The administrators, teachers and staff of the East Baton Rouge Parish School System encourage parents to read to and with their children each day during the summer vacation. The more children read, the better readers they become. In reading as in many other areas, practice makes a difference.
We encourage you to obtain a library card for your children at your local public library. Sign them up for the Summer Reading Club and visit the library often with your children. We recommend that your children read at least 10 booksduring the summer months. Children are encouraged to choose from the list for the grade they will enter in the fall.
The following links furnish titles appropriate for each grade level. Please note that each school may have issued their respective suggested and/or required reading lists.
Click below for Summer 2014 grade level lists:
Click below for grade level brochures:
The documents above all open in Adobe Reader which can be downloaded here: http://get.adobe.com/reader/
Elementary Summer Reading
Tips for Parents of Elementary Children
Encourage your children to have fun with reading!
- Allow children to choose books that interest them while encouraging them to explore different authors, themes, and genres (biography, adventure, historical fiction, science fiction or fantasy, poetry, and others)
- For strong readers, choose books with an appropriate but stimulating reading level
- For reluctant readers, choose books they can read without difficulty while holding their interest
- Encourage children to read for a specified period of time every day (30 minutes to 1 hour) at a regular time
- Read with and to your children and talk to them about what they are reading
- Set aside a specific time for family reading
- Attend public library children’s programs
Reading Web Sites for Children and Parents
- Summer Reading Guide
- Children’s Literature Web Guide
Tips for Parents of Middle Schoolers
Summer reading lists are provided to give students a variety of books to consider for reading in the summer. Some middle schools have required reading lists. Check with your child’s school to find out if they have one and to obtain a copy. Public libraries also have copies of most schools’ lists.
The need for encouragement and support in reading does not end when children leave elementary school. Middle school age students need encouragement from parents and/or other family members to continue reading and improving their skills. More reading leads to improvement in reading proficiency and greater proficiency leads to increased enjoyment of reading.
Make reading with or reading aloud to your children a fun part of your family’s day!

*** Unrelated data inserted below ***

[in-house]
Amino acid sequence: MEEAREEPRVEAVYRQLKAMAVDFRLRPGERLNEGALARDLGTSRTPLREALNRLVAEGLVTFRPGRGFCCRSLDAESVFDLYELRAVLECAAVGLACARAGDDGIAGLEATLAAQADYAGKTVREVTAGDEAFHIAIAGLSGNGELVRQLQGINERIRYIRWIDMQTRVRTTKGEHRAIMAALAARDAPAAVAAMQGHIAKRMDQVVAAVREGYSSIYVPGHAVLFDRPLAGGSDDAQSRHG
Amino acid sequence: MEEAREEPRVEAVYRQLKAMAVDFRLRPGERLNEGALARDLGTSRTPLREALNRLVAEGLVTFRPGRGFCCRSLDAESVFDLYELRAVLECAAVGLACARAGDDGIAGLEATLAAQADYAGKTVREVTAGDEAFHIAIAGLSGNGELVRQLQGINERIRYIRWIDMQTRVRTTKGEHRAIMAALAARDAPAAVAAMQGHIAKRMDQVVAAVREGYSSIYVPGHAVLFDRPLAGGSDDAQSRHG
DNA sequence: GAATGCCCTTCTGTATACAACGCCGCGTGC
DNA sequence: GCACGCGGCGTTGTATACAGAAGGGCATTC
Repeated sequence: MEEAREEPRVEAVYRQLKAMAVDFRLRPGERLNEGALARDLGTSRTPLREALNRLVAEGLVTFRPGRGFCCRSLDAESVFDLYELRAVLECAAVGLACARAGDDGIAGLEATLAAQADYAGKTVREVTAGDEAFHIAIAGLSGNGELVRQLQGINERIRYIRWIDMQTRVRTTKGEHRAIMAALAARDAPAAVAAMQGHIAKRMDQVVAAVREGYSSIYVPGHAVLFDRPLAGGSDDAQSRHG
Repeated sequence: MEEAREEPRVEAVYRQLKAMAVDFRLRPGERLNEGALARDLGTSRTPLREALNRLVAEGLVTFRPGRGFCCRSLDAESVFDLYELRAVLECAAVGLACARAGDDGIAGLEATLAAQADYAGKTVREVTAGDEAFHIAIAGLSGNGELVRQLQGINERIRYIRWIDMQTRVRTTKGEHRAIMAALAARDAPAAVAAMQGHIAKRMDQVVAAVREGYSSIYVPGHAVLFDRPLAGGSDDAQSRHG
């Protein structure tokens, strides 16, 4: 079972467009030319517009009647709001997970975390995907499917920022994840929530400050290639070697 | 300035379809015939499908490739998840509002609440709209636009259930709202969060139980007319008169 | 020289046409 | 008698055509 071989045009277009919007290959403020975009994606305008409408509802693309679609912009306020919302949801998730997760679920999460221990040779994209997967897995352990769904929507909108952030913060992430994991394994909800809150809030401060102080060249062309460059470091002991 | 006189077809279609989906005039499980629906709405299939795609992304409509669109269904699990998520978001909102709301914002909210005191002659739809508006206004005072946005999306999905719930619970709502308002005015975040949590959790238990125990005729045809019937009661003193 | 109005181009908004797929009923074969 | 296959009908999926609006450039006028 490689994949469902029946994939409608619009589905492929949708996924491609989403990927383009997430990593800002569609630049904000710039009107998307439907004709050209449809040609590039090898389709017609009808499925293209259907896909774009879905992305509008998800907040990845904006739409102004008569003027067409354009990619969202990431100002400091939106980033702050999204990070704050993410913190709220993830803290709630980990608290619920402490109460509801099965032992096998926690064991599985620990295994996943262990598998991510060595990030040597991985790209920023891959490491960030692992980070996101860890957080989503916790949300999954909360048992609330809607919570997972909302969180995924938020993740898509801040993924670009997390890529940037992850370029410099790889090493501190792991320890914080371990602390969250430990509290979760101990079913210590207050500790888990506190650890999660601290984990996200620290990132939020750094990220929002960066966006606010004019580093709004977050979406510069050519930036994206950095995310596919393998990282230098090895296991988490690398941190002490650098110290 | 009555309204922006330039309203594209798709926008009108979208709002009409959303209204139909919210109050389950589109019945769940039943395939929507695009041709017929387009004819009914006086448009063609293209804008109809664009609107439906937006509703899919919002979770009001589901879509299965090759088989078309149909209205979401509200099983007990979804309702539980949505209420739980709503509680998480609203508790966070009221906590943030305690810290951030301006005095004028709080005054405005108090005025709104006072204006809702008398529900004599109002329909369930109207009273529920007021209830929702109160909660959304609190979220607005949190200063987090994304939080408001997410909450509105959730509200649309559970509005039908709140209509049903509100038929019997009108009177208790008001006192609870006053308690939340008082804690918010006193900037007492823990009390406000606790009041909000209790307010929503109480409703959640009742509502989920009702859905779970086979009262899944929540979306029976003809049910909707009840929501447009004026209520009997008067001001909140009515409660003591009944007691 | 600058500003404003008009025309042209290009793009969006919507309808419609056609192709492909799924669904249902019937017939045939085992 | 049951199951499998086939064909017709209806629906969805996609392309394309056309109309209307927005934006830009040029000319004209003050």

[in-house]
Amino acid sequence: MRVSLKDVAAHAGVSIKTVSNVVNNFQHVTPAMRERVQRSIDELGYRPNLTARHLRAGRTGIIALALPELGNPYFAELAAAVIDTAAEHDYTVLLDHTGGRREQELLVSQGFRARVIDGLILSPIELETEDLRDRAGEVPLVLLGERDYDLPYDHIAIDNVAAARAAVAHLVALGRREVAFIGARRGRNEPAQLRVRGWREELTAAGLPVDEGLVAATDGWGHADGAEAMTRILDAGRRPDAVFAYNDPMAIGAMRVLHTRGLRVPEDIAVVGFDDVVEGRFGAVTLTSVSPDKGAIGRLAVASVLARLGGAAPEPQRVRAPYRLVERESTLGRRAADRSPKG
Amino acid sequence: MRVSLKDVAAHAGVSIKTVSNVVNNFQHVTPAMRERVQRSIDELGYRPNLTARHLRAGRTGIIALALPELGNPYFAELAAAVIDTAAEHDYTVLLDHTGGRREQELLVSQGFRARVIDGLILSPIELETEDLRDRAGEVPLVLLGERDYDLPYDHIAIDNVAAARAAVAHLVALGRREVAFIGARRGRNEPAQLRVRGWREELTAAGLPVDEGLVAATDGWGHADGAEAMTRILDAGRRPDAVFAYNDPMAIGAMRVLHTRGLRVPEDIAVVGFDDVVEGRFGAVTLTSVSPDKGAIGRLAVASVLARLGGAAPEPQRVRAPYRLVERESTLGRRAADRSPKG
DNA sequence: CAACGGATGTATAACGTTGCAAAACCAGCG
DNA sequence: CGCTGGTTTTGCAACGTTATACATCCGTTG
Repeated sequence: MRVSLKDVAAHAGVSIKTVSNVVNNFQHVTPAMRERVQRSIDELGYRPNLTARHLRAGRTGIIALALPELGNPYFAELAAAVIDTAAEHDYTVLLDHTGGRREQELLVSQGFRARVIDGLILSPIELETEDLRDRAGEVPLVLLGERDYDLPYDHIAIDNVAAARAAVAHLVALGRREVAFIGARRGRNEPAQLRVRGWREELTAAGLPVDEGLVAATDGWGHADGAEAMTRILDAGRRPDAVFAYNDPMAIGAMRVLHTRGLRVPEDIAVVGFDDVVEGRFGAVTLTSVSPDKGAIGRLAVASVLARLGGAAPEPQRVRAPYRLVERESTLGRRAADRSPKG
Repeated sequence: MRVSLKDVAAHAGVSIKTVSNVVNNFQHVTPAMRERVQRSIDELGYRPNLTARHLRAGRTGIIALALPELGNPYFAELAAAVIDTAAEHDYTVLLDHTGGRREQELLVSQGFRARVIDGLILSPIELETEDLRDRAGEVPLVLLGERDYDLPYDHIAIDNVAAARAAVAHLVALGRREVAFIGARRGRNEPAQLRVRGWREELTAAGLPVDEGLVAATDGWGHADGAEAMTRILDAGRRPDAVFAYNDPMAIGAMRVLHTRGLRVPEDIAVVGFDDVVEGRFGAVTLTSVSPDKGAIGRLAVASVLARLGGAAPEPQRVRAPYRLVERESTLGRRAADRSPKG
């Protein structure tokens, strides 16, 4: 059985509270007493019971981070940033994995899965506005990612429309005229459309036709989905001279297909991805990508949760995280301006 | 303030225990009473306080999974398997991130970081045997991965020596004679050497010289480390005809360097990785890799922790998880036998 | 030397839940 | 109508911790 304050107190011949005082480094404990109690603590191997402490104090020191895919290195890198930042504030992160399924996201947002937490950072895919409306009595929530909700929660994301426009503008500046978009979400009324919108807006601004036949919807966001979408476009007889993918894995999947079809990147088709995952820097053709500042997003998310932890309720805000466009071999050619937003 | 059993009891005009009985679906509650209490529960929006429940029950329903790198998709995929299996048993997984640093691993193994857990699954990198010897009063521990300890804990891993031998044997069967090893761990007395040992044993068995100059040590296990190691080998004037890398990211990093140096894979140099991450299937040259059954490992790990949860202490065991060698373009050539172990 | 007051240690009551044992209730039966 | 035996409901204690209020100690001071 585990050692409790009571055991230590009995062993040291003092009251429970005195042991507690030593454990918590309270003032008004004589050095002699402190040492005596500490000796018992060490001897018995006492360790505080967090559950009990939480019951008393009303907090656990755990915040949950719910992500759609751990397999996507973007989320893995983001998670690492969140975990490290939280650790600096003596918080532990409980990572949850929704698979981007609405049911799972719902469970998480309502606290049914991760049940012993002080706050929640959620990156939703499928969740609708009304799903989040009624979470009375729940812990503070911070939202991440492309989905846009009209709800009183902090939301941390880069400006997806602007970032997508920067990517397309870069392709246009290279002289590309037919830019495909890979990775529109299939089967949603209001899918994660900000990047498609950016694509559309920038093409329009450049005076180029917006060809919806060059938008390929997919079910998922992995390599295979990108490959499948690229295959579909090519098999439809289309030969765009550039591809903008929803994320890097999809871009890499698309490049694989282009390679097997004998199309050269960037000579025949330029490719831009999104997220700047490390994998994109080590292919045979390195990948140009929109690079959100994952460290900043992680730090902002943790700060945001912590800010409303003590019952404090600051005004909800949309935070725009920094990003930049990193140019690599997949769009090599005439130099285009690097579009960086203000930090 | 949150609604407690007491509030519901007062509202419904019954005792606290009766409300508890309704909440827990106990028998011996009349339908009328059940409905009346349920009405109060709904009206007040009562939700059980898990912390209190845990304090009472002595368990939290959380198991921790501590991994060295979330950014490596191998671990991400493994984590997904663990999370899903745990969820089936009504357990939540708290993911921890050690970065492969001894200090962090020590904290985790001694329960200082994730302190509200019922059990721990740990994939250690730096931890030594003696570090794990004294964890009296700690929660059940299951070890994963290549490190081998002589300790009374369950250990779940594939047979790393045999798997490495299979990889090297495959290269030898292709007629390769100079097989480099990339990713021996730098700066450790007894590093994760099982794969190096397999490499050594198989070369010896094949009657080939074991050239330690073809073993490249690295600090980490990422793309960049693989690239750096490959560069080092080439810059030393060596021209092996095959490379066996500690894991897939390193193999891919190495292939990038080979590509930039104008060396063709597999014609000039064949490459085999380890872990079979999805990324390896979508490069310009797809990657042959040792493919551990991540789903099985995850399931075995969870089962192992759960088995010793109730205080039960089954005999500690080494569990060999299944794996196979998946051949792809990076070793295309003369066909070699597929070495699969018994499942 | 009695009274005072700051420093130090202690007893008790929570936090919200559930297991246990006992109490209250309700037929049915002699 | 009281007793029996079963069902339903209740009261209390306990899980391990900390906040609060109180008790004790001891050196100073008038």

Reading Web Sites for Parents of Middle Schoolers
- Children’s Literature Web Guide
- Even older children enjoy a shared reading aloud of a good book.
- Ask your child to read something he/she enjoys aloud to you or to a younger child.
- Be a good role model. Let your tween or teen see you reading a newspaper, magazine, book or other materials, not just for information but also for enjoyment.
- Talk about good books you have read, even read portions of one aloud – but avoid demanding your child read a book just because you liked it.
- Take your tween to the public library regularly, and encourage her/him to use their school library.
- Encourage your teens to ask the young adult librarian for recommendations.
- Encourage your tweens to read other materials such as newspapers and magazines.
- Remember the primary purpose for summer reading is pleasure reading!
- Allow tweens and teens to choose books that interest them while encouraging them to explore different authors, themes, and genres. (biography, adventure, historical fiction, science fiction or fantasy, poetry, and others).
- Ask about a favorite part of the book or a favorite character and listen to comments on the book.
- Reluctant readers should choose books they can read without difficulty but will hold their interest.
- Encourage reading for a specified period of time every day (30 minutes to 1 hour) at a regular time. Accomplish this by setting aside for the entire family to read.
- Read some of the books your student is reading. Discussing a book is a great way to open a dialogue. You might be surprised how well written and enjoyable young adult literature is.
- Find out what the public libraries have to offer for teens in the summer and encourage your tweens and teens to get involved!